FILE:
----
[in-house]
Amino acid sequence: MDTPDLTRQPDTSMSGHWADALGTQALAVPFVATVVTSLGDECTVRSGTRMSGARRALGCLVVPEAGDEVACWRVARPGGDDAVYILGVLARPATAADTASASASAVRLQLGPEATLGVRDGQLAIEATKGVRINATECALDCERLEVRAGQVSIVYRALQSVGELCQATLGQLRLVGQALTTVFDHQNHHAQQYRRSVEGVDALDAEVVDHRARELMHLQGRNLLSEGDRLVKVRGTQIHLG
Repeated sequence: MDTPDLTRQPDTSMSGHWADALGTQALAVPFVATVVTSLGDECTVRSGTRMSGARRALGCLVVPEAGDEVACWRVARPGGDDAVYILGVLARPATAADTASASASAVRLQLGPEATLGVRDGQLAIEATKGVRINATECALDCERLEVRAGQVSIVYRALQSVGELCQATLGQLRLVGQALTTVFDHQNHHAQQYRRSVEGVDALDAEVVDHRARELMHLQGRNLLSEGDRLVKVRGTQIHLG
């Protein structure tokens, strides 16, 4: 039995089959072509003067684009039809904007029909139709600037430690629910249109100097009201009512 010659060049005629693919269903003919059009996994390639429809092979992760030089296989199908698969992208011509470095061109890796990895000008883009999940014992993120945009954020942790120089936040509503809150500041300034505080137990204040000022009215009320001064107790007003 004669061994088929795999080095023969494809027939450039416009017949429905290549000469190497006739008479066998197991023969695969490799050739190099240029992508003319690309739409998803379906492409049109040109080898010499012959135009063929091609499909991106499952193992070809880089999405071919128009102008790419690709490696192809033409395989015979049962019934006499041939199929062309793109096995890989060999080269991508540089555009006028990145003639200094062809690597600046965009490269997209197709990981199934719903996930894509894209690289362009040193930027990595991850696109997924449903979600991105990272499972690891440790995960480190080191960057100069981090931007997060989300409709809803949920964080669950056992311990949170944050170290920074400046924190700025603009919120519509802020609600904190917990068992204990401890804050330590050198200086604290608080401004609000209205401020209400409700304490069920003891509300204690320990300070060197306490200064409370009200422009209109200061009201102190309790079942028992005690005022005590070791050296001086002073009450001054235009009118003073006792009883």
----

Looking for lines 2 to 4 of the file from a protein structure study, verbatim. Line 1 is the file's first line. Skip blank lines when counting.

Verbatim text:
Amino acid sequence: MDTPDLTRQPDTSMSGHWADALGTQALAVPFVATVVTSLGDECTVRSGTRMSGARRALGCLVVPEAGDEVACWRVARPGGDDAVYILGVLARPATAADTASASASAVRLQLGPEATLGVRDGQLAIEATKGVRINATECALDCERLEVRAGQVSIVYRALQSVGELCQATLGQLRLVGQALTTVFDHQNHHAQQYRRSVEGVDALDAEVVDHRARELMHLQGRNLLSEGDRLVKVRGTQIHLG
Repeated sequence: MDTPDLTRQPDTSMSGHWADALGTQALAVPFVATVVTSLGDECTVRSGTRMSGARRALGCLVVPEAGDEVACWRVARPGGDDAVYILGVLARPATAADTASASASAVRLQLGPEATLGVRDGQLAIEATKGVRINATECALDCERLEVRAGQVSIVYRALQSVGELCQATLGQLRLVGQALTTVFDHQNHHAQQYRRSVEGVDALDAEVVDHRARELMHLQGRNLLSEGDRLVKVRGTQIHLG
């Protein structure tokens, strides 16, 4: 039995089959072509003067684009039809904007029909139709600037430690629910249109100097009201009512 010659060049005629693919269903003919059009996994390639429809092979992760030089296989199908698969992208011509470095061109890796990895000008883009999940014992993120945009954020942790120089936040509503809150500041300034505080137990204040000022009215009320001064107790007003 004669061994088929795999080095023969494809027939450039416009017949429905290549000469190497006739008479066998197991023969695969490799050739190099240029992508003319690309739409998803379906492409049109040109080898010499012959135009063929091609499909991106499952193992070809880089999405071919128009102008790419690709490696192809033409395989015979049962019934006499041939199929062309793109096995890989060999080269991508540089555009006028990145003639200094062809690597600046965009490269997209197709990981199934719903996930894509894209690289362009040193930027990595991850696109997924449903979600991105990272499972690891440790995960480190080191960057100069981090931007997060989300409709809803949920964080669950056992311990949170944050170290920074400046924190700025603009919120519509802020609600904190917990068992204990401890804050330590050198200086604290608080401004609000209205401020209400409700304490069920003891509300204690320990300070060197306490200064409370009200422009209109200061009201102190309790079942028992005690005022005590070791050296001086002073009450001054235009009118003073006792009883």